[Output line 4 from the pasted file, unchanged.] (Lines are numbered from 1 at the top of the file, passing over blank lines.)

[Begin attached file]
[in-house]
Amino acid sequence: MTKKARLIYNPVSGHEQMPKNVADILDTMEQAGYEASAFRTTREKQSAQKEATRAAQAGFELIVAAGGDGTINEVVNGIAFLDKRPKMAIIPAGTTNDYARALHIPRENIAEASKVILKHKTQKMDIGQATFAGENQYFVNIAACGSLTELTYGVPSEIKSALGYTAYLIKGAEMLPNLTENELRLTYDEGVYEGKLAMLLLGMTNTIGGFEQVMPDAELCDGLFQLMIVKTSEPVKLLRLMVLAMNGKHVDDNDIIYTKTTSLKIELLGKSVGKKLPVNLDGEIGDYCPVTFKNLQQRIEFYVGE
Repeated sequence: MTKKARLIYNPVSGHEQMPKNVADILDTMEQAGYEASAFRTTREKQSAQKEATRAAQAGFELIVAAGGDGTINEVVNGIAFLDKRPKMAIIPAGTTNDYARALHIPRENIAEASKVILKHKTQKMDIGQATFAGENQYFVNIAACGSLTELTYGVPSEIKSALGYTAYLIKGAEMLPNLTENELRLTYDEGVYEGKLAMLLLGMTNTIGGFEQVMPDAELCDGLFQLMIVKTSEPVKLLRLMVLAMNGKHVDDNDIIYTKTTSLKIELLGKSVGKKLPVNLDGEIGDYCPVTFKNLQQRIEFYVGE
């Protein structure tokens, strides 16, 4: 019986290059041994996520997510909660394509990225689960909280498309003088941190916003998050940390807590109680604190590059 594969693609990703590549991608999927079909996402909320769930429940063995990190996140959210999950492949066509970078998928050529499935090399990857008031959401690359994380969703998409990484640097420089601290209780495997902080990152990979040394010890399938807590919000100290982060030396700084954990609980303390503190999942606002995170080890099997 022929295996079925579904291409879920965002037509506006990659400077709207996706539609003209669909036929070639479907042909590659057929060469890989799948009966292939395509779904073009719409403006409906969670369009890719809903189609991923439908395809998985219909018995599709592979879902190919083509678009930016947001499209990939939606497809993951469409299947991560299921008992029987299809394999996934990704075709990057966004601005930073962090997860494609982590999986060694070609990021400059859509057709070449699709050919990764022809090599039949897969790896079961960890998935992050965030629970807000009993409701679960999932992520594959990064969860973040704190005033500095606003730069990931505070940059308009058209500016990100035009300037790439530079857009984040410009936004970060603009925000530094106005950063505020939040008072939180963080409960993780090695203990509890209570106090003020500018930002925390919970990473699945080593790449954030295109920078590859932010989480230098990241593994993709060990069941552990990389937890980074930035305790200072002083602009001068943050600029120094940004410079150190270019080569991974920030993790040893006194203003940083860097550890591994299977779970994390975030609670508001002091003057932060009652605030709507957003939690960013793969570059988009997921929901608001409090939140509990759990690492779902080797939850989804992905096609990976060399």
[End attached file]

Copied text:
């Protein structure tokens, strides 16, 4: 019986290059041994996520997510909660394509990225689960909280498309003088941190916003998050940390807590109680604190590059 594969693609990703590549991608999927079909996402909320769930429940063995990190996140959210999950492949066509970078998928050529499935090399990857008031959401690359994380969703998409990484640097420089601290209780495997902080990152990979040394010890399938807590919000100290982060030396700084954990609980303390503190999942606002995170080890099997 022929295996079925579904291409879920965002037509506006990659400077709207996706539609003209669909036929070639479907042909590659057929060469890989799948009966292939395509779904073009719409403006409906969670369009890719809903189609991923439908395809998985219909018995599709592979879902190919083509678009930016947001499209990939939606497809993951469409299947991560299921008992029987299809394999996934990704075709990057966004601005930073962090997860494609982590999986060694070609990021400059859509057709070449699709050919990764022809090599039949897969790896079961960890998935992050965030629970807000009993409701679960999932992520594959990064969860973040704190005033500095606003730069990931505070940059308009058209500016990100035009300037790439530079857009984040410009936004970060603009925000530094106005950063505020939040008072939180963080409960993780090695203990509890209570106090003020500018930002925390919970990473699945080593790449954030295109920078590859932010989480230098990241593994993709060990069941552990990389937890980074930035305790200072002083602009001068943050600029120094940004410079150190270019080569991974920030993790040893006194203003940083860097550890591994299977779970994390975030609670508001002091003057932060009652605030709507957003939690960013793969570059988009997921929901608001409090939140509990759990690492779902080797939850989804992905096609990976060399």